Thanks to Arup Sydney the Powerhouse Museum acquired a model of the China Central TV headquarters in Beijing. Designed by Rem Koolhaas and OMA, its a sophisticated and controversial attempt to reinvent the office tower. Architects, journos and others have debated its pros and cons at length.
But in Beijing they can’t be fussed with that. To taxi-drivers, commuters and all manner of smarty-pants, Rem’s masterpiece is just the Big Trousers.
Now the Big Pants is gaining a friend, no less than a new headquarters for the People’s Daily, China’s state-owned daily newspaper. Although the new building is still under construction its appearance is already obvious. I don’t need to tell you what it’s being called on the streets of Beijing.
So much fun is being had at its expense that China’s version of Twitter – Weibo – is blocking photos of it. This happened shortly after images appeared on the web of the Big Trousers and the Big Penis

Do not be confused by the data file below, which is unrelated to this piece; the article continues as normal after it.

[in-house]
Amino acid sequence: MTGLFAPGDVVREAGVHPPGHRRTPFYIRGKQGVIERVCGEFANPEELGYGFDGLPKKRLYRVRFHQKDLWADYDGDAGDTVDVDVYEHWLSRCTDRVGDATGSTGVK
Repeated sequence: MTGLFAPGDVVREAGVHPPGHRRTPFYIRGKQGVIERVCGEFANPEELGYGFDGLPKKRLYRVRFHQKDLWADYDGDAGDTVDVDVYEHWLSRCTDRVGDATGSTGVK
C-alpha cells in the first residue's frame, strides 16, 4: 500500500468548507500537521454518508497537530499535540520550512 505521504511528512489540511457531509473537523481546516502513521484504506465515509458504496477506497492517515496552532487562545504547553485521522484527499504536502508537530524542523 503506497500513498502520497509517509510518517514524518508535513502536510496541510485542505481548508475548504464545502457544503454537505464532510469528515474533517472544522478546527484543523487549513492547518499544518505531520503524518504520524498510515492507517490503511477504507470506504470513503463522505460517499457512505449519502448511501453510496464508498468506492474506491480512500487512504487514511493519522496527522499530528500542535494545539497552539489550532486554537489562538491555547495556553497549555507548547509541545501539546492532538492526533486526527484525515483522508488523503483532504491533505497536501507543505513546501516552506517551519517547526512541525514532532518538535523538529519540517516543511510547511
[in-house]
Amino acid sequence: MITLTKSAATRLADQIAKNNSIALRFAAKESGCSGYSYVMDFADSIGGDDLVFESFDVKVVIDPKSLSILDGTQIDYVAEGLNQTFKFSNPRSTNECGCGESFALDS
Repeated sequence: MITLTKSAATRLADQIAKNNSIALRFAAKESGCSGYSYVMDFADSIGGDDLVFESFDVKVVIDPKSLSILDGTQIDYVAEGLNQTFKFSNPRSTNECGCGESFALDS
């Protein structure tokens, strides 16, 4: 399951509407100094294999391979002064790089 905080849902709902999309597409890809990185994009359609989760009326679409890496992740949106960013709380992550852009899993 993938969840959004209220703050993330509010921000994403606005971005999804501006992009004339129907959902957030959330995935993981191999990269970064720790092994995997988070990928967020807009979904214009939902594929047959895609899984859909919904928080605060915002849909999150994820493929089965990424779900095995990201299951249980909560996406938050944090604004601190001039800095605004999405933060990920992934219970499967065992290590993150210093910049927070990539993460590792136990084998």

Photoshopped together. The Chinese Communist Party is not famous for it’s sense of humour and like the CCTV building the People’s Daily tower will be home to one of the centres of information control in China.
Accusations of phallic worship are a frequent put down for tall buildings so perhaps its nice to finally see a literal phallic statement, although the architect denies any such intention.
Building nicknames have a long history and can be both affectionate – the Coat Hanger for the Harbour Bridge – or contemptuous – the Toaster apartments at east Circular Quay. In Sydney we used to have the Black Stump (the now-demolished State Office Block) and Governor Macquarie Tower is sometimes called the Egg Crate thanks to the vertical blades at the top.
I can’t think of many others (am happy to receive suggestions) which is probably because we have nothing quite comparable to the Big Trousers or its thrusting friend. Sydney architecture is either too polite or simply too dull. Even when it tries to make a statement (for example the designs proposed for the ‘iconic’ Barangaroo casino) the results are usually limp. Decidedly flaccid in fact. Possibly a good thing, but then again…
This areticle was originally published on the Inside the Collection Blog.